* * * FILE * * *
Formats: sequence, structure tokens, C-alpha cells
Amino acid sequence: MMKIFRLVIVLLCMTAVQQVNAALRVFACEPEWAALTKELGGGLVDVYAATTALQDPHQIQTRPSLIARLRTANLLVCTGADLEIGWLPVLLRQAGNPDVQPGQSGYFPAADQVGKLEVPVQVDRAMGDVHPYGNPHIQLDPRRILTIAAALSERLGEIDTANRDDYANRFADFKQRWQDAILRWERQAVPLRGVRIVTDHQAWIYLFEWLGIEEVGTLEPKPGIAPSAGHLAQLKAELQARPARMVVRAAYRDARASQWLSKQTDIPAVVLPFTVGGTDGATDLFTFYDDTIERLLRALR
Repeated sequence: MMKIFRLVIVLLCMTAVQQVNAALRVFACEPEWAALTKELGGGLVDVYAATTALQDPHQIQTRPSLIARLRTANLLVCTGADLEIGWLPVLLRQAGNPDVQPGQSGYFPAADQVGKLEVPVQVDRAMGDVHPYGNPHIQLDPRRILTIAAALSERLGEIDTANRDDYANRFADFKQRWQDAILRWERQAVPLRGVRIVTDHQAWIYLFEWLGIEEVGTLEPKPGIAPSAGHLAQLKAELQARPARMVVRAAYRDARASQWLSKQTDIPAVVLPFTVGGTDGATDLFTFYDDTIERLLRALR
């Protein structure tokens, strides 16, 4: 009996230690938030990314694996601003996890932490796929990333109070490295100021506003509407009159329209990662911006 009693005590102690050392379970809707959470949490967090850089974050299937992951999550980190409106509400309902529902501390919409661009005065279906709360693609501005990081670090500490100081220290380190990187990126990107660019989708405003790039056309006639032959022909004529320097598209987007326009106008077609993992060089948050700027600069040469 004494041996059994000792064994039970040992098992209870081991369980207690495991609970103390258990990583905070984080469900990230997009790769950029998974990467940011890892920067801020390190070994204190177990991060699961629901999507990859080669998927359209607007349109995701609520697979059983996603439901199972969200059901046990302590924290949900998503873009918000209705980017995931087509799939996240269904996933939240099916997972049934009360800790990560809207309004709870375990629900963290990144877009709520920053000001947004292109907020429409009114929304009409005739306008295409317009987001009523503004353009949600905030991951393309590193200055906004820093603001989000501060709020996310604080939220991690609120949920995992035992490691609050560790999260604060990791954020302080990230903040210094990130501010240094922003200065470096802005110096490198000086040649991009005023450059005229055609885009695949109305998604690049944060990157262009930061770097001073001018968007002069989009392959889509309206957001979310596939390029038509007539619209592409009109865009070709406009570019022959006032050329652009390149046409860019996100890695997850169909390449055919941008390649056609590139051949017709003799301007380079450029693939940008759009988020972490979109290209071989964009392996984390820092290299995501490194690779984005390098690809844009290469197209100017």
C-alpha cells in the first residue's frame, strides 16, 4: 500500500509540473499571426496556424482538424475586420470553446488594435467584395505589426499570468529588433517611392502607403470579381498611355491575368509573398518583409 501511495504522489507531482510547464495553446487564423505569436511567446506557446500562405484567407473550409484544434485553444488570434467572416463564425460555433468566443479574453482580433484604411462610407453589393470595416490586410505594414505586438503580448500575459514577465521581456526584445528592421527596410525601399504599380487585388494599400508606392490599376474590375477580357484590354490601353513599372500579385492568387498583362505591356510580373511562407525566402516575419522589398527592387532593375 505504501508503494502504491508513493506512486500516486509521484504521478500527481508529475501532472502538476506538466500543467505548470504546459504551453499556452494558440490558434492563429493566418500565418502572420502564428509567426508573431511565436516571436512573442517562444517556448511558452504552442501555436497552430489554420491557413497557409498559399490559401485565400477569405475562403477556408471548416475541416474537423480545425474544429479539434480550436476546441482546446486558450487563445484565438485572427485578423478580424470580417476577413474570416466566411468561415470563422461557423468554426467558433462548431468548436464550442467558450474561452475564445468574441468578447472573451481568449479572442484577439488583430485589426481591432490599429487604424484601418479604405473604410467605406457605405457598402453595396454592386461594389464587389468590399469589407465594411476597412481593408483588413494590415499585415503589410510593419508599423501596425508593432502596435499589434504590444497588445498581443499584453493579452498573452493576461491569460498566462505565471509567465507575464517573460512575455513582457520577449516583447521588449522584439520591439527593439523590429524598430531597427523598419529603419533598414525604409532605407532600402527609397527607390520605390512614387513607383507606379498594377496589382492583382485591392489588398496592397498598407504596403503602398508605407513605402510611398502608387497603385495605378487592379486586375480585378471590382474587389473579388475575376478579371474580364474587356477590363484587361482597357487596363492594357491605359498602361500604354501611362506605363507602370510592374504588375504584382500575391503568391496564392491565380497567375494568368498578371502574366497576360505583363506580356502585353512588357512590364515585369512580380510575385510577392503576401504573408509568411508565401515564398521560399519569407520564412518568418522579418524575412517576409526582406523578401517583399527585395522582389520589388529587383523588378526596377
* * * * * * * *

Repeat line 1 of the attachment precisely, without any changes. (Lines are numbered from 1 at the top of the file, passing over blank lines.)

Formats: sequence, structure tokens, C-alpha cells